Hi, Lily Stone here, offering you a chance to win a copy of my e-book, Spark of Magic. I'll be selecting a winner from those who stop by today, Monday, November 3, 2008. Check back at 11 pm to see who the lucky person is. Meanwhile, I thought I'd share a few thoughts on plotting a novel. Hope it helps if you're writing one or gives you some insight into the writing process if you're a reader.
I recently returned from a weeklong novel-revising workshop. Spending time with other dedicated writers was energizing, but, even better, we each had our own small cabin in the woods and plenty of time to daydream and write. I found I wrote less in that environment than when I have to squeeze my writing into tiny slots between pressing deadlines. Not sure why that is, but I learned having unlimited time to write my own books isn’t a necessity. Perhaps those of you who are desperately seeking that illusive (and elusive) free time don’t need it either.
One great thing I picked up at the workshop had to do with revising novels (more about that later). To get to the revision process, you must first write the novel. And writing a novel means plotting. Or not.
Years ago when I first began writing novels, I plotted all my stories before I put pen to paper. I used different methods—writing all the main scenes on index cards and laying them out, using the Snowflake Method (http://www.advancedfictionwriting.com/art/snowflake.php), following Robert McKee’s instructions in Story to have three acts with escalating tension, and reversing the emotional trajectory between the beginning and end of each chapter as recommended in The Marshall Plan Workbook.
Later I came up with my own method of plotting using multi-colored sticky notes. The three end-of-act climaxes were in pink. Yellow was for all the minor scene end climaxes. Green was for reversals, or “change bombs,” as John Vorhaus, the author of Creativity Rules calls them. Orange was for character growth. I highly recommend all of these techniques, especially for writers who are just starting out or for those who are struggling with plotting. Syd Field's Screenwriting is another gem. So is Save the Cat! by Blake Snyder. A great online resource is http://pbackwriter.blogspot.com/2005/01/ten-things-to-help-with-novel-plotting.html.
Now, however, I use a combination of methods that works better for me. First I begin with a suggestion from Robert Olen Butler’s From Where We Dream. He doesn’t believe you should put pen to paper until you’ve daydreamed the whole story into existence. He suggests taking weeks on this process. I’m sure he’s right, but I’m usually too impatient to get started. My adaptation is to visualize my beginning scene (so I have a starting point) and my ending scene (so I have a goal to head toward), then fly by the seat of my pants, which makes me mainly a pantser. I think, though, all that previous plotting information sank into my brain, so now I plot instinctively.
But a strong plot is not enough, I want my characters (or “people”—because they become so real they live with me off the page) to drive the novel, so while I'm daydreaming I ask myself two questions: What does my heroine want/What's the object of her desire (in addition to the hero, of course)? And what does she fear? Those are the two keys to developing plots. The goal is to keep her from getting what she really wants until the end of the novel and to force her to confront her deepest fear at some point in the book.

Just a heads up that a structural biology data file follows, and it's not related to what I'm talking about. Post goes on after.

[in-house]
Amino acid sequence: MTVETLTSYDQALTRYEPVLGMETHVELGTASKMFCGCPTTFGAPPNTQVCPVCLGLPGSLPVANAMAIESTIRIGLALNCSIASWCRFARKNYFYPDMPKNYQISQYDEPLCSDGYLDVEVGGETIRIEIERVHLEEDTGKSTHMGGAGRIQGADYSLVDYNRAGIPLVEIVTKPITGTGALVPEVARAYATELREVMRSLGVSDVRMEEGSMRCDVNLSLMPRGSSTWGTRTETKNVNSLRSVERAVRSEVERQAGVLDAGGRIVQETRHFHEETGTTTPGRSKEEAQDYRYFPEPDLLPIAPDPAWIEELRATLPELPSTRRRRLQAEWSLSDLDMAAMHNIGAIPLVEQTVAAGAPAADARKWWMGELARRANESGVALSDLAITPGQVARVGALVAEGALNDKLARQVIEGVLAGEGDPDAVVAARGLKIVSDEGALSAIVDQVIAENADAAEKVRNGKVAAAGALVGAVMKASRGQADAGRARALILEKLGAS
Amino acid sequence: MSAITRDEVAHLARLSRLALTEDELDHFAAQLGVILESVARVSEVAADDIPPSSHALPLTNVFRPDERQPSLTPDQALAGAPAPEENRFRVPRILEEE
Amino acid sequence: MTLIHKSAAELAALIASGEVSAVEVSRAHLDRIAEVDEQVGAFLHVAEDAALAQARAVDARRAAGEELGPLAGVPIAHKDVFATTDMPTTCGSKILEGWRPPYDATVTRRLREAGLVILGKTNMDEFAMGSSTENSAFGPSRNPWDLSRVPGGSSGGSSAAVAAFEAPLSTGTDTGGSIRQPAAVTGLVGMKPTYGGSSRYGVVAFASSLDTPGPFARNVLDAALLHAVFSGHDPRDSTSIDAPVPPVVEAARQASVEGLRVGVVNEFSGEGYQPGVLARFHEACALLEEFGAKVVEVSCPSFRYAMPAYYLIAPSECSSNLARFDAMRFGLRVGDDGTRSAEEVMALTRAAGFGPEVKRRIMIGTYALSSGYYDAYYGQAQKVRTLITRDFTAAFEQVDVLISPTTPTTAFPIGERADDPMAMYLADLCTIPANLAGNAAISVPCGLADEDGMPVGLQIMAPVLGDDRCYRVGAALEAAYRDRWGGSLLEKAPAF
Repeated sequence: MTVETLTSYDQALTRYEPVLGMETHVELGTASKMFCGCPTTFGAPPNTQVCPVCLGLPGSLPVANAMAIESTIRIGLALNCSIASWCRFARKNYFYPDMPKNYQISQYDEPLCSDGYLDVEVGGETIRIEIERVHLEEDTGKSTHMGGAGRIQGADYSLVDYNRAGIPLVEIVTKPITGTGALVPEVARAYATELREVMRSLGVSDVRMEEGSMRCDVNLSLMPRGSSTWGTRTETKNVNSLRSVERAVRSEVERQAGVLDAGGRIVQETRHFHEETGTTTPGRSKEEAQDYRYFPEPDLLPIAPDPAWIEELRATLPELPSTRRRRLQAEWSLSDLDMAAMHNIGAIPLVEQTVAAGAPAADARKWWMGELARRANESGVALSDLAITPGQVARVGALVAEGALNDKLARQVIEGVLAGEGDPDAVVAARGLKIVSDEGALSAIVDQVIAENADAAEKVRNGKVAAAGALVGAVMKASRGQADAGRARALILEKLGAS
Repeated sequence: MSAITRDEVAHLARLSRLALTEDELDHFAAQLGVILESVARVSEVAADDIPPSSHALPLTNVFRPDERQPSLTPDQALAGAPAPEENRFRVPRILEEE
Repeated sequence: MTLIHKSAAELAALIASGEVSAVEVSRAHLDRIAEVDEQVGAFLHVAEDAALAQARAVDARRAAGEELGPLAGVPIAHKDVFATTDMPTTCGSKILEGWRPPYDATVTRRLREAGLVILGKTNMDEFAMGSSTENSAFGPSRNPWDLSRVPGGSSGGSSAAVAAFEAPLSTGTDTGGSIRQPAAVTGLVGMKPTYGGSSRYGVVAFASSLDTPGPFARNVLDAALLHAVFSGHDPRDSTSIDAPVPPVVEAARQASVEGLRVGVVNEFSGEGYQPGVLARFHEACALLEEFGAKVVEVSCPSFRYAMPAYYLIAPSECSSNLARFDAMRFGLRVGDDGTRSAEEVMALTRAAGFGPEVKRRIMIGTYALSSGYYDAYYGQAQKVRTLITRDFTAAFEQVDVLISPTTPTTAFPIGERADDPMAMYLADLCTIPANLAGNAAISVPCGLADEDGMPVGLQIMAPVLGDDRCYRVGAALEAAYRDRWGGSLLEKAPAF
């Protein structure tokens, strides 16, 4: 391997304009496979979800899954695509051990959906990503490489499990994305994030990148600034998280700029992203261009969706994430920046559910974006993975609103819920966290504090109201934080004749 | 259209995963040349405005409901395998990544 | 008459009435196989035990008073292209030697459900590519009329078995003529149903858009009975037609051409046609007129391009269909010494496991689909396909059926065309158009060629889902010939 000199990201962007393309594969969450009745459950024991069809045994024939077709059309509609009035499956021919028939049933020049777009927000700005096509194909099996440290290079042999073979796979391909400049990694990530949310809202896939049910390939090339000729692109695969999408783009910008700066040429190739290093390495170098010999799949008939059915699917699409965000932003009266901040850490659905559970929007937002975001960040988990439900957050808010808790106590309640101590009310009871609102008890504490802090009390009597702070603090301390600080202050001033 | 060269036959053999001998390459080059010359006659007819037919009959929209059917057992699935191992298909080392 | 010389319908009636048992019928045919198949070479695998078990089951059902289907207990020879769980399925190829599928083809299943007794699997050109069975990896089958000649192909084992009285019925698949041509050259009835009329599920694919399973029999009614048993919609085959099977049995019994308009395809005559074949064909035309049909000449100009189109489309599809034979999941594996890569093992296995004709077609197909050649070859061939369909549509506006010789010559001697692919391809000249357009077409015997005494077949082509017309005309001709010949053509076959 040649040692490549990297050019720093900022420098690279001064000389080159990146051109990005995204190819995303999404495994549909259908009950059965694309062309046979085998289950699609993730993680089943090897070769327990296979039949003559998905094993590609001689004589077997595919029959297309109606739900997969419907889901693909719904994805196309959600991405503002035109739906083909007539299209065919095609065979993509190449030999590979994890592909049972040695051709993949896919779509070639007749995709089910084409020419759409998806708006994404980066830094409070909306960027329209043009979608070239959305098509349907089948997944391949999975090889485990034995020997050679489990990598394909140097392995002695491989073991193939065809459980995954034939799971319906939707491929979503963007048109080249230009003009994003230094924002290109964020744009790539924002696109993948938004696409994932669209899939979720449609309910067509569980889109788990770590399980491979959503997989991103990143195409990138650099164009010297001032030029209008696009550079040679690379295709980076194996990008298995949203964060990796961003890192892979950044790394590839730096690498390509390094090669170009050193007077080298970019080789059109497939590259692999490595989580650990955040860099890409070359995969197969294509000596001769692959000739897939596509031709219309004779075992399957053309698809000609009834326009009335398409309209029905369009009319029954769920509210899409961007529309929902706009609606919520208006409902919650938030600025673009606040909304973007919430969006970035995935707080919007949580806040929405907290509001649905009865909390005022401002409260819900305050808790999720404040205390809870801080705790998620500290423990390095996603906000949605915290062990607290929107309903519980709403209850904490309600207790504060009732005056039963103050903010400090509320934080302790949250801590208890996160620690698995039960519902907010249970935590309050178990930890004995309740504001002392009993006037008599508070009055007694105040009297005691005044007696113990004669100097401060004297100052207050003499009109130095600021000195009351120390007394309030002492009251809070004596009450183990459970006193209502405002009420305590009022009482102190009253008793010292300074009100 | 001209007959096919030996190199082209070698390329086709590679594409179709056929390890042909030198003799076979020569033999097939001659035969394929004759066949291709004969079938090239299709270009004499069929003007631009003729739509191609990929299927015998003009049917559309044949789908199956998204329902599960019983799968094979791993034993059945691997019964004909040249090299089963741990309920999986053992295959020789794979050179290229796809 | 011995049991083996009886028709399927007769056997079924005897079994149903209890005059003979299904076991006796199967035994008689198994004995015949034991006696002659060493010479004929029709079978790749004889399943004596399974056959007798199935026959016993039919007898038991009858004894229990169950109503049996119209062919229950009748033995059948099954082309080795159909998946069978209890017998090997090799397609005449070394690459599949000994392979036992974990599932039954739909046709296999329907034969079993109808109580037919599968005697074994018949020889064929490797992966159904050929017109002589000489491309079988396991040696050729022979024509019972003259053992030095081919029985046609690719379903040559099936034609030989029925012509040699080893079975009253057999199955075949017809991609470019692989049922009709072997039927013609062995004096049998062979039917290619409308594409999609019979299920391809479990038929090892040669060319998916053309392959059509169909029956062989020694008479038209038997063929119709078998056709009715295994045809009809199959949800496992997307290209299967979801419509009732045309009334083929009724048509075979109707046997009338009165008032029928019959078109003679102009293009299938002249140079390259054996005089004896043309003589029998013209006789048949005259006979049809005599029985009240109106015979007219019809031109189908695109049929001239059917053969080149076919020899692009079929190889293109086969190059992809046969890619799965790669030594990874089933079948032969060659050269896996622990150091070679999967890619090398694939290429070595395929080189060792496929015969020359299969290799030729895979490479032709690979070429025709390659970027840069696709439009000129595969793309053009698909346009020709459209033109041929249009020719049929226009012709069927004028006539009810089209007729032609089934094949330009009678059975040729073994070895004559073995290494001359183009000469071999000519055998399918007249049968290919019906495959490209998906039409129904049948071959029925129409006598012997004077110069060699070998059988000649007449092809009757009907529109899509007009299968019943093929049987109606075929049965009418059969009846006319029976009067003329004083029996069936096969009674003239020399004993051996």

Those same questions should be asked about the hero (in a romance) &/or about the antagonist. It's best if the hero's desires are the direct opposite of the heroine's. That makes for constant tension. (It's much better than the artificial tension caused by misunderstandings.) Once all these questions have been thrown into the imagination soup, scenes rise magically to the surface of the cauldron that's brewing and bubbling with ideas.
At that point I write the beginning and the end as well as any other scenes that are vivid. I know many people say you should write straight through, but I can't punish myself that way. I let myself enjoy the process. And for me that means writing out of order. I'm not sure how it happens, but when I'm done, the whole thing works together and seems as if it had been intricately plotted. That's the power of the subconscious.
When I finish the first draft and am ready to revise, I learned a trick at the workshop I mentioned earlier: storyboarding. Take a large sheet of paper and block off squares for each chapter. In each square write the main event of the chapter (you can draw a little picture in the square if you'd like) & the purpose of the chapter. Under it write the dominant emotion. In my books, the chapter usually starts on one emotional note and ends on another, so I have two emotions with a little arrow between. Seeing the big picture reveals chapters where nothing much happens or that don't further the book's purpose. Look closely at the emotional trajectory too. Are there too many similarities (which can make the book feel flat and boring or irritating or exhausting)? Are emotions too high in the beginning, then do they trail off at the end? Are some emotions too great for the chapter event or too strong in the beginning of the story? Emotion should be plotted to build to a climax too.
Writing a book is similar to knitting a multi-colored sweater. All the emotions, plot points, symbols, desires, characterization, dialogue, setting details, etc. bring a different color to the surface. It's a challenge to be sure all the colors are equally distributed into a beautiful, compelling whole. But the end product is worth it. Happy knitting!